Kalani’s Manta reflects on epic OIA title battle

Kalani's Miki Manta teed off on one of her 27 holes played on Tuesday to decide the OIA girls golf champion. Photo by Dennis Oda/Star-Advertiser.
Kalani’s Miki Manta teed off on one of her 27 holes played on Tuesday to decide the OIA girls golf champion. Photo by Dennis Oda/Star-Advertiser.

Kalani’s Miki Manta was the reigning Oahu Interscholastic Association girls golf champion on Monday, but by late Tuesday afternoon that title was gone.

It was swept away by her fierce rival in the sport, Kaiser’s Malia Nam. Turtle Bay was the site of what can aptly be described as an incredible performance by both players.

No hyperbole there, either.

It took a while for us to reach Manta and get her thoughts about her one-shot loss, but we did and gave her a chance to tell her tale.

During a phone interview Wednesday, one of the first things Manta said was that she has been struggling with her chipping and it continued to be a problem Tuesday. It didn’t hurt her until the very end … on the last of the 45 holes that these two girls went at it.

Her general attitude during that long, long day was to stay focused and make every shot count. Both girls continued to do that.

“I think I was, shot-making wise, a lot closer to hole,” Manta said. “It’s just that I couldn’t make the birdie putts.”

True. On nearly every playoff hole, Manta’s approach was closer to the pin than Nam’s, but Nam effectively two-putted from long distance to stay in it.

On the sixth playoff hole (Fazio’s par-5 10th), both girls ran into trouble.

They both went left along the tree line on the dog-leg right. Manta had two palm trees in the way, which was a similar position she faced earlier in the day at that hole. The first time, she chose to go over and it hit a tree and came straight down. This time, she went under it, but, coming out of a deep rough, the ball went only about 50 yards.

From there, Manta hit into a bunker fronting the green, blasted out and – despite the difficulty – could have won it by sinking a 6-foot par putt. But she missed.

“I hit a great shot out of the bunker, especially with the pin placement at the front of the green,” Manta said. “Afterward, everyone thought I was going to win there. It was an easy line, too.”

Nam was on the green in three, but three-putted from 50 feet, and that’s what kept Manta alive. Those were the only two bogeys of the playoff.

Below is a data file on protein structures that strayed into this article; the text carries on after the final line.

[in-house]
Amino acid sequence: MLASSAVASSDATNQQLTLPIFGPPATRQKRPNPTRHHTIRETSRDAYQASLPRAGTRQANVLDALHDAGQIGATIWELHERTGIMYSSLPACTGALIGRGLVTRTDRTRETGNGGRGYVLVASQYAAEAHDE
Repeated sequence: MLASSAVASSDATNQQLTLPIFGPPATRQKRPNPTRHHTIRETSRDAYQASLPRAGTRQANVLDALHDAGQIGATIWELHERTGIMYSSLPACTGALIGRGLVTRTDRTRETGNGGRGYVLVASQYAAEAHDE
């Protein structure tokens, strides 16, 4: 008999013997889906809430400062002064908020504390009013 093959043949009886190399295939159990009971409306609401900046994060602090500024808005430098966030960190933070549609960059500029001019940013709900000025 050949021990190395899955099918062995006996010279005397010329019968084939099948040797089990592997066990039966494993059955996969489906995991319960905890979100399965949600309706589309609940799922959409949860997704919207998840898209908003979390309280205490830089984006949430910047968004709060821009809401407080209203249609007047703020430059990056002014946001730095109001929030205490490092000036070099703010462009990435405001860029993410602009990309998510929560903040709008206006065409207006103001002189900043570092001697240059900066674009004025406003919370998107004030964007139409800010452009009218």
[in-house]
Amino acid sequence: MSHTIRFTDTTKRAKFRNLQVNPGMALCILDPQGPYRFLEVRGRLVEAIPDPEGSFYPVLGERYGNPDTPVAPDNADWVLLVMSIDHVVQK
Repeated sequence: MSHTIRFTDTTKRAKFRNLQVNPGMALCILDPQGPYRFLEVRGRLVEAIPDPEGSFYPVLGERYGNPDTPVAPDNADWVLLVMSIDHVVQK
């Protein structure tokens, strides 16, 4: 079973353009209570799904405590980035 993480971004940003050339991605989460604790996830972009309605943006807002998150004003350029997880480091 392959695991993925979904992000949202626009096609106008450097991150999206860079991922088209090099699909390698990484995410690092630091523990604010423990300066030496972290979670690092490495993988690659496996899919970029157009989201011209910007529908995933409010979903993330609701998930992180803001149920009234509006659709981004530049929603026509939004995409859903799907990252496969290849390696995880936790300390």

So off they went to the par-3 11th, where some serious drama occurred with the ocean for a backdrop.

That’s where Nam — a USC commit for 2018 – holed a bunker shot for a birdie and Manta – a Sacramento Sate commit — followed with a 36-foot putt to keep it tied.

“I was on the green and the next thing you know, I saw the ball (Nam’s blast out of the bunker) go in. I was surprised she made that and I was thinking I have to make this to remain in the playoff,” Manta said. “There was pressure. I just thought to myself, ‘It’s a win or lose thing. Nothing to lose at this point.’ I just took my stance, addressed the ball and just putted it. Luckily it went in the hole.”

She can say that again … and again.

Later, a friend measured it and told her it was “36 feet exactly.”

“Some other short putts were more pressure,” Manta admitted. “It was downhill, left to right. I thought for a second it was going to be short, but it kept rolling and rolling.”

More pars on the par-4 12th preceded the eventual winning hole — the par-3 15th coming back toward the clubhouse.

Manta went left of the green and a mishit on her second shot ended it for her.

“It was a lie against the grain and in the rough,” she said. “It was a case where I didn’t decide what to do (leading up to the swing) and ended up chunking it. It only went about a foot.

Like Nam a year ago after losing to Manta by one after 36 regulation holes, Manta cried.

“A little bit,” she said. “I really wanted to defend it.”

Asked if she was still down a day later, she said: “I bounced back quick, knowing that the player I was playing with is a very consistent player and I know how good she can be. Part of me was happy that I was able to last that long.”

Due to their intense focus all the way through, some spectators thought that maybe Nam and Manta do not like each other.

Not true, according to Manta, “We’re just competitive and really serious,” she said.

Nam, too, spoke about how good of a player Manta is after her Tuesday victory.

For those who want to know a bit of minutiae, the first three playoff holes were played on the par-4 ninth hole near the clubhouse. Organizers may have wanted to give the golfers some extra scenery or difficulty after that because they moved them to No. 8 and then back to 9, followed by 10, 11, 12 and the end at No. 15.

In two years and after 81 holes at the OIA championship, these two golfers are still tied. In 2016, Manta won by one when Nam missed a 12-footer for par on the closing hole.

Take a look:

2016 scores:
>> Malia Nam (Kaiser) 74-76–150
>> Miki Manta (Kalani) 74-75–149

2017 regulation scores
>> Malia Nam (Kaiser) 72-75–147
>> Miki Manta (Kalani) 71-76–147

2017 9-hole playoff scores
>> Malia Nam (Kaiser) 34
>> Miki Manta (Kalani) 35

Two-years combined scores
>> Malia Nam (Kaiser) 331
>> Miki Manta (Kalani) 331


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